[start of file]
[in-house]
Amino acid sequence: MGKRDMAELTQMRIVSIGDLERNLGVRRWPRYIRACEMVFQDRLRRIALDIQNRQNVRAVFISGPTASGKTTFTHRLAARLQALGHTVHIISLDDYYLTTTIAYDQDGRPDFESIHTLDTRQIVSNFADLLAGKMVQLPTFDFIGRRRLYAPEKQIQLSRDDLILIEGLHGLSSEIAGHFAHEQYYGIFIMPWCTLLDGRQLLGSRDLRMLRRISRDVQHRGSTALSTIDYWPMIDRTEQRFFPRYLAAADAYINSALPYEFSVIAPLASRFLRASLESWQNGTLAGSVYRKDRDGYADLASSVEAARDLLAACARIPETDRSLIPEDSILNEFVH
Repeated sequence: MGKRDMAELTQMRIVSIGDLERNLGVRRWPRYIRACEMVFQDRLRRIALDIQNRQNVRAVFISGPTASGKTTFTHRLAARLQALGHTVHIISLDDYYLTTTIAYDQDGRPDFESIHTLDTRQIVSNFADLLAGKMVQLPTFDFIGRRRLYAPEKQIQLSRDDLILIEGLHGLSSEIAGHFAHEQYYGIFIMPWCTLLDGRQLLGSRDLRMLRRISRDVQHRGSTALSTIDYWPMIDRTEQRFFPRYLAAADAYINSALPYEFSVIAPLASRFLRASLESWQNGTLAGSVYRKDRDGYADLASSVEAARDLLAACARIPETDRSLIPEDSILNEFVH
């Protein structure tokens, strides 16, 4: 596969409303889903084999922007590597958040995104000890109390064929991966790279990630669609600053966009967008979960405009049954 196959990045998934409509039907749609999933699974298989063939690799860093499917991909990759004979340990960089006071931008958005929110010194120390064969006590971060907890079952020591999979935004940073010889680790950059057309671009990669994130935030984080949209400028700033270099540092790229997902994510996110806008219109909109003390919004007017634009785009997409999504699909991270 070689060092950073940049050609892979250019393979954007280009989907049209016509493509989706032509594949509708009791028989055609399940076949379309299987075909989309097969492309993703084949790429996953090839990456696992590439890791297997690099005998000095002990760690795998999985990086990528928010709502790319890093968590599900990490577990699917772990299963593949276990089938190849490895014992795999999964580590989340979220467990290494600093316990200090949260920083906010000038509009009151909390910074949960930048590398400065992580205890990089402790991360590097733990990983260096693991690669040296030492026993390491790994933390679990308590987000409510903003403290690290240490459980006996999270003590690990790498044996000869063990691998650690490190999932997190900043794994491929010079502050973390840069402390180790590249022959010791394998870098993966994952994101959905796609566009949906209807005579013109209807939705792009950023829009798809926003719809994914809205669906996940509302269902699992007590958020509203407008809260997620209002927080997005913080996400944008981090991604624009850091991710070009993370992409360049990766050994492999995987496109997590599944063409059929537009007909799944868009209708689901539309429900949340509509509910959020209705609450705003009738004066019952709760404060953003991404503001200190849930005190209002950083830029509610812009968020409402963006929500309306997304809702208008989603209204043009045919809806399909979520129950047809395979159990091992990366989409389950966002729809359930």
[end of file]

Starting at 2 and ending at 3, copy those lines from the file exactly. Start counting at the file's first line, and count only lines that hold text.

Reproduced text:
Amino acid sequence: MGKRDMAELTQMRIVSIGDLERNLGVRRWPRYIRACEMVFQDRLRRIALDIQNRQNVRAVFISGPTASGKTTFTHRLAARLQALGHTVHIISLDDYYLTTTIAYDQDGRPDFESIHTLDTRQIVSNFADLLAGKMVQLPTFDFIGRRRLYAPEKQIQLSRDDLILIEGLHGLSSEIAGHFAHEQYYGIFIMPWCTLLDGRQLLGSRDLRMLRRISRDVQHRGSTALSTIDYWPMIDRTEQRFFPRYLAAADAYINSALPYEFSVIAPLASRFLRASLESWQNGTLAGSVYRKDRDGYADLASSVEAARDLLAACARIPETDRSLIPEDSILNEFVH
Repeated sequence: MGKRDMAELTQMRIVSIGDLERNLGVRRWPRYIRACEMVFQDRLRRIALDIQNRQNVRAVFISGPTASGKTTFTHRLAARLQALGHTVHIISLDDYYLTTTIAYDQDGRPDFESIHTLDTRQIVSNFADLLAGKMVQLPTFDFIGRRRLYAPEKQIQLSRDDLILIEGLHGLSSEIAGHFAHEQYYGIFIMPWCTLLDGRQLLGSRDLRMLRRISRDVQHRGSTALSTIDYWPMIDRTEQRFFPRYLAAADAYINSALPYEFSVIAPLASRFLRASLESWQNGTLAGSVYRKDRDGYADLASSVEAARDLLAACARIPETDRSLIPEDSILNEFVH